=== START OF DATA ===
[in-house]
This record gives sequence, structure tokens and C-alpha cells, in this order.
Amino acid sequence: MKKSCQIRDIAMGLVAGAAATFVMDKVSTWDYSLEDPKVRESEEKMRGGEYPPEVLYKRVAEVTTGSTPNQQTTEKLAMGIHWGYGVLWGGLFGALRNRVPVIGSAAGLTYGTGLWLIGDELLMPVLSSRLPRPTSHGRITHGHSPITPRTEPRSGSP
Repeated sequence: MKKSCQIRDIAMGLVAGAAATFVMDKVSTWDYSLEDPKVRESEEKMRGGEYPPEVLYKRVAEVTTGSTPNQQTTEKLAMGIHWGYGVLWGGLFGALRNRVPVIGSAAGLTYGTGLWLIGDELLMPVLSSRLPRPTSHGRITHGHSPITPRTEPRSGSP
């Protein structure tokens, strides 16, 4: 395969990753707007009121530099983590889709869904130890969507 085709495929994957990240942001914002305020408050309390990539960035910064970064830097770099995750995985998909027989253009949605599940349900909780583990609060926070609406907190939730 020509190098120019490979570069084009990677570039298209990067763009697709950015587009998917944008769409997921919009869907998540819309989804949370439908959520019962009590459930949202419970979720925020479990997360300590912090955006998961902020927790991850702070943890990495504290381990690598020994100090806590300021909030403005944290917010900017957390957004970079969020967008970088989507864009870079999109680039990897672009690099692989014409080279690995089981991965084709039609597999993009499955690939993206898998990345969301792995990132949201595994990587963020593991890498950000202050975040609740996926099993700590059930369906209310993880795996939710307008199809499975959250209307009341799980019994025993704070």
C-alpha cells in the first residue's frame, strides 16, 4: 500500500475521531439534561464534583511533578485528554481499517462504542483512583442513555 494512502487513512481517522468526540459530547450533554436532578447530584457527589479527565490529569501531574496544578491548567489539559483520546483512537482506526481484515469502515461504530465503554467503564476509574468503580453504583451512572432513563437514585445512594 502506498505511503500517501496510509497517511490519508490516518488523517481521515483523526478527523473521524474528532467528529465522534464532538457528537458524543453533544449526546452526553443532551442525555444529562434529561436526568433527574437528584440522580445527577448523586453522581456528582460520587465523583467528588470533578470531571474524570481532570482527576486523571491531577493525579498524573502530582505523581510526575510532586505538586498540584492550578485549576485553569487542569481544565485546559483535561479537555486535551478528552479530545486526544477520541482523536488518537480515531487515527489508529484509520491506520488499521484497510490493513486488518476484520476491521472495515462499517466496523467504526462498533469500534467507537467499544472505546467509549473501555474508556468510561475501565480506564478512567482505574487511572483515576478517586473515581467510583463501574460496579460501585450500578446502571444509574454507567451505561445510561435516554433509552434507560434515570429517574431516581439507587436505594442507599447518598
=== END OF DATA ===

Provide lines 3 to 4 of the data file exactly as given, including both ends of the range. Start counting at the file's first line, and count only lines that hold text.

Amino acid sequence: MKKSCQIRDIAMGLVAGAAATFVMDKVSTWDYSLEDPKVRESEEKMRGGEYPPEVLYKRVAEVTTGSTPNQQTTEKLAMGIHWGYGVLWGGLFGALRNRVPVIGSAAGLTYGTGLWLIGDELLMPVLSSRLPRPTSHGRITHGHSPITPRTEPRSGSP
Repeated sequence: MKKSCQIRDIAMGLVAGAAATFVMDKVSTWDYSLEDPKVRESEEKMRGGEYPPEVLYKRVAEVTTGSTPNQQTTEKLAMGIHWGYGVLWGGLFGALRNRVPVIGSAAGLTYGTGLWLIGDELLMPVLSSRLPRPTSHGRITHGHSPITPRTEPRSGSP